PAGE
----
I would like to leave a legacy for my heirs; however, I won’t have a multi-million dollar estate. Could one of your Estate Planning Attorneys provide me with a suggestion?
Answer: Most people do not believe that they can leave a legacy for their heirs because the word is usually tied to large, multi-million dollar estates. However, there are ways to leave a legacy that does not involve complicated estate planning tools or extreme amounts of wealth. Two simple moves can be made with the money that you have now that can help you leave a legacy for your family, friends, or charitable organizations.
Moving Money to a Roth IRA
If you have assets in a traditional IRA that you do not think that you will deplete in your lifetime, consider converting those funds to a Roth IRA. High income earners are often prevented from contributing to a Roth IRA, but anyone can convert a traditional IRA to a Roth. After the conversion of the traditional to the Roth, when the Roth IRA is held for five and a half years and you have reached the age of 59 ½ years old all of the distributions are tax-free.
In addition, the Roth IRA comes with the additional benefit of no required minimum distributions when you reach 70 ½ years old, unlike the requirement for traditional IRAs. As a result, you can let the money in the Roth IRA accumulate over the course of your lifetime, as opposed to having the required minimum distributions decrease the overall amount in the fund.
Re-characterization rules for traditional and Roth IRAs also help make the shift from one type of account to another. The Internal Revenue Service (IRS) gives you until October 15 of the year following the conversion of a traditional IRA to a Roth to re-characterize it back to the traditional IRA if you lose significant value from the shift. The account can be re-characterized again into a Roth IRA in the next tax year after the initial conversion or thirty days after the re-characterization, whichever is later.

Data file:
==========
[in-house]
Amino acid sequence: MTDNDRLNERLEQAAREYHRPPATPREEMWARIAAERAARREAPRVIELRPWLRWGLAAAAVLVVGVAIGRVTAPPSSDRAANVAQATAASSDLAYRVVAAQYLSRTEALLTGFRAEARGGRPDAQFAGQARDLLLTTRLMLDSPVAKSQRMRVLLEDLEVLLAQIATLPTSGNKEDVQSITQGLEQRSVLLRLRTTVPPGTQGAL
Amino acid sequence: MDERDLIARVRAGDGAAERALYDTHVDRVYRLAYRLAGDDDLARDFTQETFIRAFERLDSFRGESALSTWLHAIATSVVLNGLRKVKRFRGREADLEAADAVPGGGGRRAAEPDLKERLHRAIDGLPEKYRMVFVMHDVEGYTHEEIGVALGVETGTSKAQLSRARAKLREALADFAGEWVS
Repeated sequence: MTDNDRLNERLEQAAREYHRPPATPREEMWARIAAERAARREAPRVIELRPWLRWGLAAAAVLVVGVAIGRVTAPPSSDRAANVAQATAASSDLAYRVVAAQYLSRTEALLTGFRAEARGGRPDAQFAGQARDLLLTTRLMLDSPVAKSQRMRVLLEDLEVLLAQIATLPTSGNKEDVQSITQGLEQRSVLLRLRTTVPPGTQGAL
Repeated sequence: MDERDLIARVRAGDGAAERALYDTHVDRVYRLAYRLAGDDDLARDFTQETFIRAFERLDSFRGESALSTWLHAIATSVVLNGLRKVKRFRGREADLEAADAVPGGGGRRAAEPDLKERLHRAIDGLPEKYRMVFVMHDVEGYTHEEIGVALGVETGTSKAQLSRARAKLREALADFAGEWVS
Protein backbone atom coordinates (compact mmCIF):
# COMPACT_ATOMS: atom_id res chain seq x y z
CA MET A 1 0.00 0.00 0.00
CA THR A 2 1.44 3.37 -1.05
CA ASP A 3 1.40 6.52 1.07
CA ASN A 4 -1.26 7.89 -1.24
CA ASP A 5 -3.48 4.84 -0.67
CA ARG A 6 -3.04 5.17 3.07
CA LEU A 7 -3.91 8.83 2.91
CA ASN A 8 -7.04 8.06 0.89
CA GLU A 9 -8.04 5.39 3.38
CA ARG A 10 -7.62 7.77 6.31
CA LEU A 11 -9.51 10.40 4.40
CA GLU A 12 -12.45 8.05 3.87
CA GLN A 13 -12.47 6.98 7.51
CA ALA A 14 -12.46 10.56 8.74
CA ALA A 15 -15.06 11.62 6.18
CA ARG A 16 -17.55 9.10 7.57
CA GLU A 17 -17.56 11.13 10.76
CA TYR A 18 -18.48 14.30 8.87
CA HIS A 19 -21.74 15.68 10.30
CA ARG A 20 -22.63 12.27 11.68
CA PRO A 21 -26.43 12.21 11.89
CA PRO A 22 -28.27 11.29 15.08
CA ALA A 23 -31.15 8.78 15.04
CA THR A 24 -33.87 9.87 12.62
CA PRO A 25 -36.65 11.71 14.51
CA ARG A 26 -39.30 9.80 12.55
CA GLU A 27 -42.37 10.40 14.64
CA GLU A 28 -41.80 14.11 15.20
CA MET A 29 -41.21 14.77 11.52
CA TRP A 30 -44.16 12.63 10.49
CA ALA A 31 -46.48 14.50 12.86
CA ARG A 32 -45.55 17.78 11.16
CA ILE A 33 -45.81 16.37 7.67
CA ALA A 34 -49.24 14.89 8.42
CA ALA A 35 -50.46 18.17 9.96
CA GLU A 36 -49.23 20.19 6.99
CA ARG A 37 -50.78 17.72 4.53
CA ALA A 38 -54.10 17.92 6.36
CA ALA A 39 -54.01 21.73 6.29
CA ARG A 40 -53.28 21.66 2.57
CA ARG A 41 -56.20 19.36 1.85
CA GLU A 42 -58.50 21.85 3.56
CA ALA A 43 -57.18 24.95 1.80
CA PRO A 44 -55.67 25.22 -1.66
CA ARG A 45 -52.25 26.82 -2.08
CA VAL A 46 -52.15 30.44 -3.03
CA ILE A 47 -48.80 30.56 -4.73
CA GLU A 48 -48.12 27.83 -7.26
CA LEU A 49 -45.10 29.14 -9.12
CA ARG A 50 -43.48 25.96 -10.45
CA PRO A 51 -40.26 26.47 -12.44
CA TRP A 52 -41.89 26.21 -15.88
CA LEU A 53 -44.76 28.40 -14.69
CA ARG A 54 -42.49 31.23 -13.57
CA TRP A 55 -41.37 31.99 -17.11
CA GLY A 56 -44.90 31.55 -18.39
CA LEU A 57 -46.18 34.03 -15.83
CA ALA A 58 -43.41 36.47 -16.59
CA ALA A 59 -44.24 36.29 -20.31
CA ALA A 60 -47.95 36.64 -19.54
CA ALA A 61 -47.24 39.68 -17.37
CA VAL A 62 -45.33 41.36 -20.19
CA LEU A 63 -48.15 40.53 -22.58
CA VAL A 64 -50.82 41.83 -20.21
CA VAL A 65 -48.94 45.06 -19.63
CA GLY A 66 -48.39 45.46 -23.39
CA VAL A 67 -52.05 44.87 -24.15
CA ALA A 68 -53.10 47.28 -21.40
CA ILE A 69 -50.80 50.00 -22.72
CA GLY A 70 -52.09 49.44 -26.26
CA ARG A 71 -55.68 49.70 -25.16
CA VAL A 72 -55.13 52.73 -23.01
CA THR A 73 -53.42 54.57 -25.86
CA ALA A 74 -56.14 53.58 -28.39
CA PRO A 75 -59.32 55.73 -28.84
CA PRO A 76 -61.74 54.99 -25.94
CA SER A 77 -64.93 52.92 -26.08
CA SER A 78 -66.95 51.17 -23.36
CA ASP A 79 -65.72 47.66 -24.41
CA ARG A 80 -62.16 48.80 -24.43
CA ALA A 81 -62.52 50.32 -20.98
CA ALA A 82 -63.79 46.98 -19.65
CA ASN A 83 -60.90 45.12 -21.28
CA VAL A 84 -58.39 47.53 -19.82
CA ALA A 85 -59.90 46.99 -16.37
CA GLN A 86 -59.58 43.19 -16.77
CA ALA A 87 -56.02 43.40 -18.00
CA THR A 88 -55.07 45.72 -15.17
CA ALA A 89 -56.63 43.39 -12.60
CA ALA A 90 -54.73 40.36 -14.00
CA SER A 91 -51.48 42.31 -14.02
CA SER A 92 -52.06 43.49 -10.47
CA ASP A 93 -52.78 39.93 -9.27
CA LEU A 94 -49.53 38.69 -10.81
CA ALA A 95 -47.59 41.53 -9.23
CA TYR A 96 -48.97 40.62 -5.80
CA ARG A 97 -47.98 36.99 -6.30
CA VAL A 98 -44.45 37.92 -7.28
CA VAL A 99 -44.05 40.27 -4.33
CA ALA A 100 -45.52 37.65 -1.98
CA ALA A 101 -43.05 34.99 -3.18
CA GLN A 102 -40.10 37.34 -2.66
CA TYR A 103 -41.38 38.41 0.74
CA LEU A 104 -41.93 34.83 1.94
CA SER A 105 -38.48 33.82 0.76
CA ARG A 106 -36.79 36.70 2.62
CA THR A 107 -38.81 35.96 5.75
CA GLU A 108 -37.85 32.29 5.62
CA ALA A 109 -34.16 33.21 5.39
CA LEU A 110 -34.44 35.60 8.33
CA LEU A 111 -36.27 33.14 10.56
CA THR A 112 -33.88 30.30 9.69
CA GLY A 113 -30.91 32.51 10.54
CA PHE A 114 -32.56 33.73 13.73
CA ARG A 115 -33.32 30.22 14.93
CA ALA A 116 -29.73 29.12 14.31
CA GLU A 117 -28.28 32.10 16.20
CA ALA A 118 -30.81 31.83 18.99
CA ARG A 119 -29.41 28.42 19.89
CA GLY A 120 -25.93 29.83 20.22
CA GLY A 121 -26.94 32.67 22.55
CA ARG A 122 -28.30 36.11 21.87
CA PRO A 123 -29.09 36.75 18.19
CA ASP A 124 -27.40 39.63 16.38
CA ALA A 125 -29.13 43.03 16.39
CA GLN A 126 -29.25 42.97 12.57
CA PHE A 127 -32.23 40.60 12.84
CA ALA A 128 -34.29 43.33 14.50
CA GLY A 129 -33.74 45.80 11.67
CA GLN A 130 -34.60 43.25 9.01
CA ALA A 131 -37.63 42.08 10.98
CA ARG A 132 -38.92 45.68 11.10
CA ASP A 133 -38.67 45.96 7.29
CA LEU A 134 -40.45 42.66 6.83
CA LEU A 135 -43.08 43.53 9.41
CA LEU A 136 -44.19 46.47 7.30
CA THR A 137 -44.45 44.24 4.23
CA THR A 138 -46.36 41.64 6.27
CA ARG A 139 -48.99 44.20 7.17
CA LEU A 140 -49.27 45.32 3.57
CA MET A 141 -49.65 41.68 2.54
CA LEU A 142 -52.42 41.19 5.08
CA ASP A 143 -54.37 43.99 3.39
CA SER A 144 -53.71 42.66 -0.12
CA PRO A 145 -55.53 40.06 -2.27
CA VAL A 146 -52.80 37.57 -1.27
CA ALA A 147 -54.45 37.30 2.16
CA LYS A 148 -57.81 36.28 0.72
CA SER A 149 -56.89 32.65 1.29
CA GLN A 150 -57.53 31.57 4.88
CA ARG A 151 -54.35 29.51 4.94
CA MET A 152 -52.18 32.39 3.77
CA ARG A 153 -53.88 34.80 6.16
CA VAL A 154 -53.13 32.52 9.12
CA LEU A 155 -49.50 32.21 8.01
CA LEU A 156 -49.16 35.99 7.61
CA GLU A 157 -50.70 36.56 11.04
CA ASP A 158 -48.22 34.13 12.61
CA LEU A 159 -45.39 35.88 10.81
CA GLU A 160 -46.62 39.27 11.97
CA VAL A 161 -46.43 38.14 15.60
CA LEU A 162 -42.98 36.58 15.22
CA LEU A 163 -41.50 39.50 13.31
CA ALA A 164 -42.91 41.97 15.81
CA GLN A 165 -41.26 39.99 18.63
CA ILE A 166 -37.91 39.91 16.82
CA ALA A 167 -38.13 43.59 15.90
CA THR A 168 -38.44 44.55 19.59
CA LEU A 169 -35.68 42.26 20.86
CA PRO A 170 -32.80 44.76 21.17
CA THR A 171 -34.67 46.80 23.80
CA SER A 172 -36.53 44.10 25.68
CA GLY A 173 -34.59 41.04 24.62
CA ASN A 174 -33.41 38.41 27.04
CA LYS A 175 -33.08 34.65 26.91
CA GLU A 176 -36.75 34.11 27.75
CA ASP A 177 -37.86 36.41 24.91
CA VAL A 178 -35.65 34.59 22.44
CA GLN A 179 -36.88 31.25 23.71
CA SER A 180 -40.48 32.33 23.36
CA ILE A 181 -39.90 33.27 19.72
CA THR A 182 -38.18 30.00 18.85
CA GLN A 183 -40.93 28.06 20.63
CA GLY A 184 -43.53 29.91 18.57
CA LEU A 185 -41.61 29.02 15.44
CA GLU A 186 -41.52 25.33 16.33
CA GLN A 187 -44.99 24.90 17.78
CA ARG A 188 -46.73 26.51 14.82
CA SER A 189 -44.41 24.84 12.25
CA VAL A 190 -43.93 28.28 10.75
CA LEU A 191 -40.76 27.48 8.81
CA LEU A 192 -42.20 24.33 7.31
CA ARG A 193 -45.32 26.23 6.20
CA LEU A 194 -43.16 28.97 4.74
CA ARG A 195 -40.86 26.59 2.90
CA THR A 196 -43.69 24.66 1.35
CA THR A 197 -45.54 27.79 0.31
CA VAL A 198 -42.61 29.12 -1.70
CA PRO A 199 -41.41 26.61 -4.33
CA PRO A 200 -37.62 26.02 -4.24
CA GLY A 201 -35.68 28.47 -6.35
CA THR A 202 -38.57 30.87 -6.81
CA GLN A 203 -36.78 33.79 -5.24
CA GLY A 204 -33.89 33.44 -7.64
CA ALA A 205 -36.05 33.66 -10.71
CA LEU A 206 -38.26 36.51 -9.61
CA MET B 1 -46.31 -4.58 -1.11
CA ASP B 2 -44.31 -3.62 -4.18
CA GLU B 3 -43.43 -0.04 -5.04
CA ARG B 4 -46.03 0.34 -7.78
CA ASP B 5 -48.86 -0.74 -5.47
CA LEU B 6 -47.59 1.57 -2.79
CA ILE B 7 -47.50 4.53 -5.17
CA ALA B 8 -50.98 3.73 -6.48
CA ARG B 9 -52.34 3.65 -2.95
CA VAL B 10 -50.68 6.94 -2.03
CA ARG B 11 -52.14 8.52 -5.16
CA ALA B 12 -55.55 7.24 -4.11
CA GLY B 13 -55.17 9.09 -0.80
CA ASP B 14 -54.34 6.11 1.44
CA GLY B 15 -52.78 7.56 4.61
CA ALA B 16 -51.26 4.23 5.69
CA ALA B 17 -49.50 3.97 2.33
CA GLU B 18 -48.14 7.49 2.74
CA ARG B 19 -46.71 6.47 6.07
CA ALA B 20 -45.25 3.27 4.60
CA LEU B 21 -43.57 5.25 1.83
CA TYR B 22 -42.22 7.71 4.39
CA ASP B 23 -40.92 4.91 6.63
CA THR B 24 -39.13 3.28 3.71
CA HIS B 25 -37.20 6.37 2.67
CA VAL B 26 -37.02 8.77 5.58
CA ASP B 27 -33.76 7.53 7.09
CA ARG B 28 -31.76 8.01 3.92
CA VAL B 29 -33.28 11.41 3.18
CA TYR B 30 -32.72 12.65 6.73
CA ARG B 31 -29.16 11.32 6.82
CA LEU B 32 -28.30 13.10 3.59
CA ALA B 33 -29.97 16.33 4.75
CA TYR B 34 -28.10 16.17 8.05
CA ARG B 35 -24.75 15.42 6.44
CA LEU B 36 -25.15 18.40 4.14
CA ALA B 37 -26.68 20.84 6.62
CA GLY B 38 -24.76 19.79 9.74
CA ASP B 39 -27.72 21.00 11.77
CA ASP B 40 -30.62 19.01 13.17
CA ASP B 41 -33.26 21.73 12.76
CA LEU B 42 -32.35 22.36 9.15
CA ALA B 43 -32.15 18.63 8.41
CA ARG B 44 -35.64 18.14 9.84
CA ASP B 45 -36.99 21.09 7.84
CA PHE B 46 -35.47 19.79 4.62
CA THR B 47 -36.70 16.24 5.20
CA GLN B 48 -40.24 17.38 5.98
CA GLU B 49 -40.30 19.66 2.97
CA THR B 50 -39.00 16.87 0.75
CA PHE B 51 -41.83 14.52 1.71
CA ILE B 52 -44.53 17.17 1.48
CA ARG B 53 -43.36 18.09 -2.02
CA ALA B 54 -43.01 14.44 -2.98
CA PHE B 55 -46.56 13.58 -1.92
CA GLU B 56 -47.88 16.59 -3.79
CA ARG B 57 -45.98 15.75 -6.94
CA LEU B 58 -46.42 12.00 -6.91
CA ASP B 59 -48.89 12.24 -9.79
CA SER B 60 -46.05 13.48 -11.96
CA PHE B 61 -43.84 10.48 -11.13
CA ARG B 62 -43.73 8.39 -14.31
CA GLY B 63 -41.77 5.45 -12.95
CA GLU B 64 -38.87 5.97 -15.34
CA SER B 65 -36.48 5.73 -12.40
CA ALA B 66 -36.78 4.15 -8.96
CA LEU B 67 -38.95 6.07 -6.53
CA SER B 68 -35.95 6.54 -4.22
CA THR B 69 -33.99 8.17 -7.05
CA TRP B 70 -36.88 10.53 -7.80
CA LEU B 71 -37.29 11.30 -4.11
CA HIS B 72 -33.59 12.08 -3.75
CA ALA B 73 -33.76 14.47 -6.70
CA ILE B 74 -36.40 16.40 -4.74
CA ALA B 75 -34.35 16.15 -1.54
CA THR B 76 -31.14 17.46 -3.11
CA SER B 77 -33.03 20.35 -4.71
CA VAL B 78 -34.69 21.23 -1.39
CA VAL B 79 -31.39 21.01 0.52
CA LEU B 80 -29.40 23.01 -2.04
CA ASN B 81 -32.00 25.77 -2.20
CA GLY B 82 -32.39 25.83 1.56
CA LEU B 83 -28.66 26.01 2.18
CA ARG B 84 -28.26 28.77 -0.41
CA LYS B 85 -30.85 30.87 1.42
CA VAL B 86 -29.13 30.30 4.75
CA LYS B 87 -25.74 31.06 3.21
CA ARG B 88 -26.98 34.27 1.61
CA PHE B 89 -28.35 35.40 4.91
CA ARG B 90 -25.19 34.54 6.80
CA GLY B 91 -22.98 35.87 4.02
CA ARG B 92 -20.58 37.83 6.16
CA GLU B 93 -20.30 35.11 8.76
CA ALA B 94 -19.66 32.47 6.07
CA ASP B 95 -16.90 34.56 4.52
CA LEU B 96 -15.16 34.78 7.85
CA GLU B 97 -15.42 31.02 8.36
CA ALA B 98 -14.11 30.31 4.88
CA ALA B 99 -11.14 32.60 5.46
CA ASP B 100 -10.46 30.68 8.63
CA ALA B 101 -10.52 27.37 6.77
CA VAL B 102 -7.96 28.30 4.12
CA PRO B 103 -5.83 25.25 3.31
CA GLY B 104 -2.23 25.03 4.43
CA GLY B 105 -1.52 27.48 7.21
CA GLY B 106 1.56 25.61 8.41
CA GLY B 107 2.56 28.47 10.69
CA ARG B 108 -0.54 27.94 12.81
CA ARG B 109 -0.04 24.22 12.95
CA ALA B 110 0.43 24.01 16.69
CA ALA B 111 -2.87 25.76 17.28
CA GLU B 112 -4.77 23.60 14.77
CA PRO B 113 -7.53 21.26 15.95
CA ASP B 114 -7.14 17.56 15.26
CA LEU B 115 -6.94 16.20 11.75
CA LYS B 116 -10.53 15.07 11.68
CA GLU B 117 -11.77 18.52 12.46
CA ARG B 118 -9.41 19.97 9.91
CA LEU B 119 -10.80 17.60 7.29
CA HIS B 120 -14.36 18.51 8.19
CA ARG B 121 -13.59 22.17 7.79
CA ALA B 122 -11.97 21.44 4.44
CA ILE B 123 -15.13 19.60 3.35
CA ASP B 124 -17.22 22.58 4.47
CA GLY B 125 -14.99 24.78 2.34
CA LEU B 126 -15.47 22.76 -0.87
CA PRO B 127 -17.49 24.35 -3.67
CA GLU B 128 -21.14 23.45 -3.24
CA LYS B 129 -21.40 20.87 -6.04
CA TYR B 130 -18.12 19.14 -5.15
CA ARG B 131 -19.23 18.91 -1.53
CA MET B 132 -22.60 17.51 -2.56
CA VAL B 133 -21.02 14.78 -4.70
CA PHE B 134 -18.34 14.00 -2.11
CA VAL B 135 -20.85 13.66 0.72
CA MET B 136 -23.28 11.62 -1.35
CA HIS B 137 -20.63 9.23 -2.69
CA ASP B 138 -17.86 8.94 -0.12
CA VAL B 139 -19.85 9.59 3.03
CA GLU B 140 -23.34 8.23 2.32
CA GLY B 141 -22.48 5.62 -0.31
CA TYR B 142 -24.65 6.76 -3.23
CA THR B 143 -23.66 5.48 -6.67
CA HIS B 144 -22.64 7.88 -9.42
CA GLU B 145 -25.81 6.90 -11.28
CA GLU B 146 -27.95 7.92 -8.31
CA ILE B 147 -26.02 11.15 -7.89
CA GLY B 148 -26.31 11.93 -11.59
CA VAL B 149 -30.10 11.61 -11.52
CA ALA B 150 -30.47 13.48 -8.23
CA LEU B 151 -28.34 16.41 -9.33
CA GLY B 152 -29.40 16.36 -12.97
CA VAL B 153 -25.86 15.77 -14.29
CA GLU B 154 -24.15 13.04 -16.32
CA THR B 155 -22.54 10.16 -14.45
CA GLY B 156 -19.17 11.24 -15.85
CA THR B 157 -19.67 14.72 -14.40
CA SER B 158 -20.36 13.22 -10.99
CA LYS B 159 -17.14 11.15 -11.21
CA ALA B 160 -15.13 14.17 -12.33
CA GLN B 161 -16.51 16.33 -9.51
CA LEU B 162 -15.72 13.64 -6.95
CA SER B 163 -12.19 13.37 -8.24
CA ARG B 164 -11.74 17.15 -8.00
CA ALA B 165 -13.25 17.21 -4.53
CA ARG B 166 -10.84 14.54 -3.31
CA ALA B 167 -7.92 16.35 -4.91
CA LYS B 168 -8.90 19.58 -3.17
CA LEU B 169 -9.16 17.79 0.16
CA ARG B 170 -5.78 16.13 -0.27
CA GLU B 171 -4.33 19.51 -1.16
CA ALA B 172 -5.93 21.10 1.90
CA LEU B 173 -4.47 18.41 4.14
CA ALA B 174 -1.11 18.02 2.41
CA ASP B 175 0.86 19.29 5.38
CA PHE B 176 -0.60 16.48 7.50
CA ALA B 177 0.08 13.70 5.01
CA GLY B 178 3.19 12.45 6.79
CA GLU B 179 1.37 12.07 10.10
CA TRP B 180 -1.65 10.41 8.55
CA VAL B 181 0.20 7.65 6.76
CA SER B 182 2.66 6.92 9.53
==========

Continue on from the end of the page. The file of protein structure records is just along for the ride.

Moving Money to a College Fund
If you would like to help fund your grandchildren’s education, you can consider moving money into a 529 college savings plan. Earnings in a 529 plan compound tax-deferred and the distributions are tax-free, as long as they are used for qualified educational expenses. However, a 529 plan also gives an added benefit to the grandparents that hope to leave a legacy for their loved ones.
A special accelerated gifting provision for 529 plans allows for grandparents to fund their grandchildren’s college while also reducing the size of their own estates. Typically, the annual gift limit is $14,000 per beneficiary or $28,000 if you are married. However, the 529 plan exemption allows for up to five years of $70,000 per year or $140,000 for a couple per grandchild.
A 529 college savings plan is a great alternative to an irrevocable trust for tax purposes. In addition, this type of plan has relatively low administrative fees compared to a typical trust. Finally, a 529 plan gives the donor a surprising amount of control over the funds in the plan. You can control how the money is invested and who will receive the distributions. In addition, you can change beneficiaries or cash out the 529 plan if you decide to change your mind about the fund.
Michael Ettinger, Esq.
Ettinger Law Firm
Albany, New York